Reformers, policymakers, and researchers have given considerable attention to organizational capacity in schools, especially in those schools that perpetuate or exacerbate achievement gaps among diverse student groups and reproduce social inequalities. There is an emerging consensus about key dimensions of school capacity and how they can help promote both equity and excellence in student learning. However, it is still not very clear how capacity building itself can be enhanced. This paper aims to address these issues.
This paper addresses this critical disjuncture in the school reform literature through two main purposes: summarizing the key dimensions of school organizational capacity, and synthesizing the recent conceptual and empirical work on the important mechanisms of policies and programs to influence and support a school's organizational development. The authors' recent research and practice related to one such intervention, leadership coaching for school improvement, are critically discussed. The paper explores a hybrid approach to building capacity in schools where elements of both the bureaucracy and the learning community are present.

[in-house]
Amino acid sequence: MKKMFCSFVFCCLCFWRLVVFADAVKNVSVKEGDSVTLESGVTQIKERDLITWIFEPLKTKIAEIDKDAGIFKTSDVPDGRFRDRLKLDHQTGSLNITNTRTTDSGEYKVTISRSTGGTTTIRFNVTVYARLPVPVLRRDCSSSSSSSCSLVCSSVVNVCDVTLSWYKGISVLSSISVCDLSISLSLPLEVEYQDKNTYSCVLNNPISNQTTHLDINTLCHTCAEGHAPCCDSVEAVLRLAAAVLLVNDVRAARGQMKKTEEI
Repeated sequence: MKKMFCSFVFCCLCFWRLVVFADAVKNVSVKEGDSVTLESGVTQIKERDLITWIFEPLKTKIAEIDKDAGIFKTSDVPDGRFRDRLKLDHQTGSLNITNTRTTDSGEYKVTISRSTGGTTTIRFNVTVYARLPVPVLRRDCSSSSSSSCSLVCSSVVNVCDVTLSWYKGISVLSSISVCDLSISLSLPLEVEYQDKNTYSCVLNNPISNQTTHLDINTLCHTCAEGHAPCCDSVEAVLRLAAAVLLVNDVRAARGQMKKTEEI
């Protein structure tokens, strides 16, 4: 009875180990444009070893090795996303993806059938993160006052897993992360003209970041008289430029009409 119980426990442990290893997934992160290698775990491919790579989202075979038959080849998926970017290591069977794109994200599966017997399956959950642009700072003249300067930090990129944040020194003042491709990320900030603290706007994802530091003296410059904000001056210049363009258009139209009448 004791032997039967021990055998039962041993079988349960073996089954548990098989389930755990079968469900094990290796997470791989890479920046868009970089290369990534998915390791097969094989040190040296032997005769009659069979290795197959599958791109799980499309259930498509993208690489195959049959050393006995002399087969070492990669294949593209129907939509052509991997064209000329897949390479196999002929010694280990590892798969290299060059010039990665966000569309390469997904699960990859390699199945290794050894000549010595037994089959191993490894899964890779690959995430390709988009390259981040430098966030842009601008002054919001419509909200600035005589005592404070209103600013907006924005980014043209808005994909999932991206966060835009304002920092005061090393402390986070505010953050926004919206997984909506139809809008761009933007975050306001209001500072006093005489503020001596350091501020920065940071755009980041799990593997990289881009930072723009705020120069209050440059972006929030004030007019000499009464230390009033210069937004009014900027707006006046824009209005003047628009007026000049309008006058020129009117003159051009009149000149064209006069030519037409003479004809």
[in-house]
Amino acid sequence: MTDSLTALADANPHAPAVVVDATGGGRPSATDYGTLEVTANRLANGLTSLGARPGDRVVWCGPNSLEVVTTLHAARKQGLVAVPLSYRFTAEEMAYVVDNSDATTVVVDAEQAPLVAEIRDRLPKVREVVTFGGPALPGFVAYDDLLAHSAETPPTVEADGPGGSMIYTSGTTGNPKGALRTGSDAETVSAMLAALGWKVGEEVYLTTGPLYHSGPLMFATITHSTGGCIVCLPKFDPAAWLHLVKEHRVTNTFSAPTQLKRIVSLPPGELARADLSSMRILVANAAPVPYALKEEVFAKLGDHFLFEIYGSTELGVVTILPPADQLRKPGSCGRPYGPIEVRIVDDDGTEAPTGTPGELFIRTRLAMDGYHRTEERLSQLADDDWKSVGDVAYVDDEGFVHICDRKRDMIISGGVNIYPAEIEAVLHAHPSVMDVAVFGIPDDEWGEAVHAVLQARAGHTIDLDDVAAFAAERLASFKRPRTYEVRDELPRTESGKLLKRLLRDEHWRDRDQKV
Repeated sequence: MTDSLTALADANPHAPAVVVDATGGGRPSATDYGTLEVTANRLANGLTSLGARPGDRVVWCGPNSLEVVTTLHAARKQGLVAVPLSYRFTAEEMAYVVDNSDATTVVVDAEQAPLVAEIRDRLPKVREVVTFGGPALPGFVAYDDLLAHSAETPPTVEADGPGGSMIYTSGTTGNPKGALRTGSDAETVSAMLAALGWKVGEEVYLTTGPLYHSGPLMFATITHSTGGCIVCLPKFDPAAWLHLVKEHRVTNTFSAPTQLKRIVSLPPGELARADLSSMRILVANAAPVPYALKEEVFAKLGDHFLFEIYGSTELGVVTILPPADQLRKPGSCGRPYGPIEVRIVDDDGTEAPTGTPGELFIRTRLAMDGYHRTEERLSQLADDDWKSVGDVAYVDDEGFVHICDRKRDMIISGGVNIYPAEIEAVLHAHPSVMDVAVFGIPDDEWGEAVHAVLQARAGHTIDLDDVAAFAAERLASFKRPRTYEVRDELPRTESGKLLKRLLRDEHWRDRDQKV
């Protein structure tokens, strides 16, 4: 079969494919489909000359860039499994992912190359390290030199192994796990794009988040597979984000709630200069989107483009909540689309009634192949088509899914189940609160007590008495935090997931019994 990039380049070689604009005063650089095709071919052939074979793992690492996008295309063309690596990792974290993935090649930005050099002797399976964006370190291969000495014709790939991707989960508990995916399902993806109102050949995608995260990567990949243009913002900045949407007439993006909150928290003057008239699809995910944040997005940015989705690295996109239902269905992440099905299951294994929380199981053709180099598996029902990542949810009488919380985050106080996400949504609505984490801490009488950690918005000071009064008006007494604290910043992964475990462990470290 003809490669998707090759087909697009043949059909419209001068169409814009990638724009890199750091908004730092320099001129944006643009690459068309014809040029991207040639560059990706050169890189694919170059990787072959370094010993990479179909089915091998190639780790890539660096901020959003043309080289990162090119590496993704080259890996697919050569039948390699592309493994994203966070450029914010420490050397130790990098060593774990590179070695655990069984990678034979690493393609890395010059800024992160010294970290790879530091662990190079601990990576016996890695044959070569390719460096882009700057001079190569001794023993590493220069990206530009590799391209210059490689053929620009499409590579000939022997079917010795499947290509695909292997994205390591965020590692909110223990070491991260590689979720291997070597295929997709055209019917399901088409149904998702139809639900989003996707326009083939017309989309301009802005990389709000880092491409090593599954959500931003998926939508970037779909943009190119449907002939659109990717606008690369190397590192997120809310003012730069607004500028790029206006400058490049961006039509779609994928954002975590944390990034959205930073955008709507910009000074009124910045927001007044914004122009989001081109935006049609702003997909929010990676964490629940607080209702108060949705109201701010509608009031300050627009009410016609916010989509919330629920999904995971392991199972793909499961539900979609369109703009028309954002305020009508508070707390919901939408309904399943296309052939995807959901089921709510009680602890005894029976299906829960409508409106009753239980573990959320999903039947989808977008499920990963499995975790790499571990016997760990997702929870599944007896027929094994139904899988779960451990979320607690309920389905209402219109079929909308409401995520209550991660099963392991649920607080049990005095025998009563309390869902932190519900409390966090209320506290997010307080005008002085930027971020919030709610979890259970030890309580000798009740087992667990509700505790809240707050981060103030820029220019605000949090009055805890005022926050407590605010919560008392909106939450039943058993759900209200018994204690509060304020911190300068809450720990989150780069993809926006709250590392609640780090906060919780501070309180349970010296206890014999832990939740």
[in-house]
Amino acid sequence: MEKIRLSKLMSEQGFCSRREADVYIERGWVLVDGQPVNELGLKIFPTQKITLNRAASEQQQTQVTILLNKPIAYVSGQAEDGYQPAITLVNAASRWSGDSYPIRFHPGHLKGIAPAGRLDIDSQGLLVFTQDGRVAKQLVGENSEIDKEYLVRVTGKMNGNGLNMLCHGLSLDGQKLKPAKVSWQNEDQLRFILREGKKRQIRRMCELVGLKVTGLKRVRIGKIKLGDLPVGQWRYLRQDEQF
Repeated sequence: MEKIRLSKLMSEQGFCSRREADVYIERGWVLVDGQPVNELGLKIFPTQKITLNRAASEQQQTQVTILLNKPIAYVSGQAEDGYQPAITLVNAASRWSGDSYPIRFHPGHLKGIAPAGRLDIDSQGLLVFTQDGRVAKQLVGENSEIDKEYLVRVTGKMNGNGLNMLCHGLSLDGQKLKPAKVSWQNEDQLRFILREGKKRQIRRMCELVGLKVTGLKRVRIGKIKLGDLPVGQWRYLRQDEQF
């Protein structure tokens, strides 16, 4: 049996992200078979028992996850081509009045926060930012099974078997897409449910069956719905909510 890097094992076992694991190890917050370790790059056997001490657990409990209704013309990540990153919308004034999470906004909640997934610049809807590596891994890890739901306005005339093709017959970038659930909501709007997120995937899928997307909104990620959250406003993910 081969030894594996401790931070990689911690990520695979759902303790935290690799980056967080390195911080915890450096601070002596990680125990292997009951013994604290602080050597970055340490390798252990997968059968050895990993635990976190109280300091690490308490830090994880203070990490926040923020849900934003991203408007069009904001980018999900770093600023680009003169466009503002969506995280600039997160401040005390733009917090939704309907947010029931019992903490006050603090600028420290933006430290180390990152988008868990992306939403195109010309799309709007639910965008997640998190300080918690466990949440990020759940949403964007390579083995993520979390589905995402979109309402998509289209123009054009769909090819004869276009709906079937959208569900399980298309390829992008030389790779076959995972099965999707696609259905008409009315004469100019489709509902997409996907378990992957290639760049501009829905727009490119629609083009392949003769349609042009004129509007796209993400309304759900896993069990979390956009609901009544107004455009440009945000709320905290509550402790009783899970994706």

Different schools clearly need different kinds of support for teacher development and building their capacity. Policies need to be flexible enough to fit particular school contexts, and to allow for organizations to change in ways that support teacher development for improved practices that impact student learning. The work in the middle involves some sort of fluid hybrid of administrative control (instructional improvement must be the focus) and active, broad participation (in a learning community that advances the changes in instructional practices).
This paper addresses the lack of clear knowledge on how capacity building itself can be enhanced, by summarizing the key dimensions of school organizational capacity, and synthesizing the recent conceptual and empirical work on the important mechanisms of policies and programs to influence and support a school's organizational development. The paper provides an overview of the dimensions of school organizational capacity, discusses barriers to building capacity in schools, and argues for hybrid models that combine elements of both learning communities and bureaucracies.
King, M.B. and Bouchard, K. (2011), "The capacity to build organizational capacity in schools", Journal of Educational Administration, Vol. 49 No. 6, pp. 653-669. https://doi.org/10.1108/09578231111174802Download as .RIS
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